the rafters against the peak block.
Step 5. Nail through the rafters into the hanger using six 8d nails.
Step 6. Line up one end of the chord.
Step 7. Nail through the rafter with 16d nails.
Step 8. Line up the other end of the chord.
Step 9. Nail as above.
Step 10. Center the bottom of the hangers on top of the chord and nail
with 8d nails.
Installation of Trusses
After the rafters are
assembled into trusses, they
must be placed on the
building (Figure 7-20, page 7-
14). Assemble the first set of
rafters either in the end
section of the building or at
the center. Raise rafter
trusses into position (by
hand) and nail them into
place with 16d nails.
may be built for the workers
to stand on while erecting
trusses.) These trusses must
be temporarily braced at the
end section of the building
until the sheathing is applied.
Knee braces are not used on every rafter truss unless needed. Install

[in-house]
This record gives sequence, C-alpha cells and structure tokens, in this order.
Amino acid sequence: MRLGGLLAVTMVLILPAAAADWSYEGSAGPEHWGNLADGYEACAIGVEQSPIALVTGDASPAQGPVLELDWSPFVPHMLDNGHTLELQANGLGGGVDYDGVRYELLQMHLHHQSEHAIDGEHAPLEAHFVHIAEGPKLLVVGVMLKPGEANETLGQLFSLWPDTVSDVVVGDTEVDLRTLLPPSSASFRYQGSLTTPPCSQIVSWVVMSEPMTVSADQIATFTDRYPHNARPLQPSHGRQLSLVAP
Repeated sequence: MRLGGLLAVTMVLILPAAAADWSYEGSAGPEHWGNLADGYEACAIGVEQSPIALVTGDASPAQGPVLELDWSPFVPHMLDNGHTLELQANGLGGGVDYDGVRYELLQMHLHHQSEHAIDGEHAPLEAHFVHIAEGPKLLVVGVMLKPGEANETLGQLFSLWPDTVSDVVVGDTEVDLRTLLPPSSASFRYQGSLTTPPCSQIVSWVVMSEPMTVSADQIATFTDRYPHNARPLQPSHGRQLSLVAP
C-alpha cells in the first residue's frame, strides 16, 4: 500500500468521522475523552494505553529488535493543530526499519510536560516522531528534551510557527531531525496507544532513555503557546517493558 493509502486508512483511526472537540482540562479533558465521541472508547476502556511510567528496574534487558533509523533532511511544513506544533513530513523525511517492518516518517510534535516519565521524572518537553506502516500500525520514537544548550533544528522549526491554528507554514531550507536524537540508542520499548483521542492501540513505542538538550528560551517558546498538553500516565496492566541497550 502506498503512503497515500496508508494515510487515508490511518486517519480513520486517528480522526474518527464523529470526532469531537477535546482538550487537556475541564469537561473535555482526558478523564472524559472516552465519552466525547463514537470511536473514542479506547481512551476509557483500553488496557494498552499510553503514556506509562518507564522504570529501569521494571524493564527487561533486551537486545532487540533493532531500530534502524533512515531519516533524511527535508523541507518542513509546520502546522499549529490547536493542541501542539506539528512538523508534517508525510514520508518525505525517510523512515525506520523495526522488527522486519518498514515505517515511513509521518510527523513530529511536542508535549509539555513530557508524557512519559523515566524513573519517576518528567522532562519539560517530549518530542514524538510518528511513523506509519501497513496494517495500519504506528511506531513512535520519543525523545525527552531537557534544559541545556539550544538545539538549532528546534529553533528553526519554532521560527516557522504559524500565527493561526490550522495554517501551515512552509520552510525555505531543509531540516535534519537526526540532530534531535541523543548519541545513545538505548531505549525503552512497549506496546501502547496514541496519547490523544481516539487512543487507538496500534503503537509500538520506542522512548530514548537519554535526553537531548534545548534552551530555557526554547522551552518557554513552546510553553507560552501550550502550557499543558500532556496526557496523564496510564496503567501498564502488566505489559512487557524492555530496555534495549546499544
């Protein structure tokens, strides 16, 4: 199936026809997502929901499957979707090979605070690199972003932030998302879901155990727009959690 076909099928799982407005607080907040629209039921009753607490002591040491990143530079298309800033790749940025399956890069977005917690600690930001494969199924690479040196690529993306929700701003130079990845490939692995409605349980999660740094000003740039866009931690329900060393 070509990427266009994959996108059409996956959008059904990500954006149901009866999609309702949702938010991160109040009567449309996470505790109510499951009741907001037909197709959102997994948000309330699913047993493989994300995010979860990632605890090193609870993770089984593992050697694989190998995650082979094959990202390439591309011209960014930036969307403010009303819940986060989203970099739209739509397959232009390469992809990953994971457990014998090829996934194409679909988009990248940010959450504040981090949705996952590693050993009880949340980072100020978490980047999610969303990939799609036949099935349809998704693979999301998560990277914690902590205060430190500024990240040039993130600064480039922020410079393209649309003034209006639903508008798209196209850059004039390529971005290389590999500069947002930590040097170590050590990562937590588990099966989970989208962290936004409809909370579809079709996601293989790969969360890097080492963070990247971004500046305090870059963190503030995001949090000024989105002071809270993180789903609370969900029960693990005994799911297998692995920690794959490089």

trusses as follows:
Step 1. Mark the proper positions of all truss assemblies on the top
plate. The marks must show the exact position on the face of all rafters
(such as south or north).
Step 2. Rest one end of a truss assembly, peak down, on an appropriate
mark on the top plate on one side of the structure.
Step 3. Rest the other end of the truss on the corresponding mark of
the top plate on the other side of the structure.
Step 4. Rotate the assembly into position using a pole or rope.
Step 5. Line up and secure the rafter faces flush against the marks.
Step 6. Raise, align, and nail the three assemblies into position. Nail
temporary 1 x 6 braces across these three assemblies. Repeat with the
other assemblies as they are brought into position. Check the rafter spacing
at the peaks as the braces are nailed on.
Step 7. Braces may be used as a platform when raising those trusses
for which there is not enough room for rotation (Figure 7-21).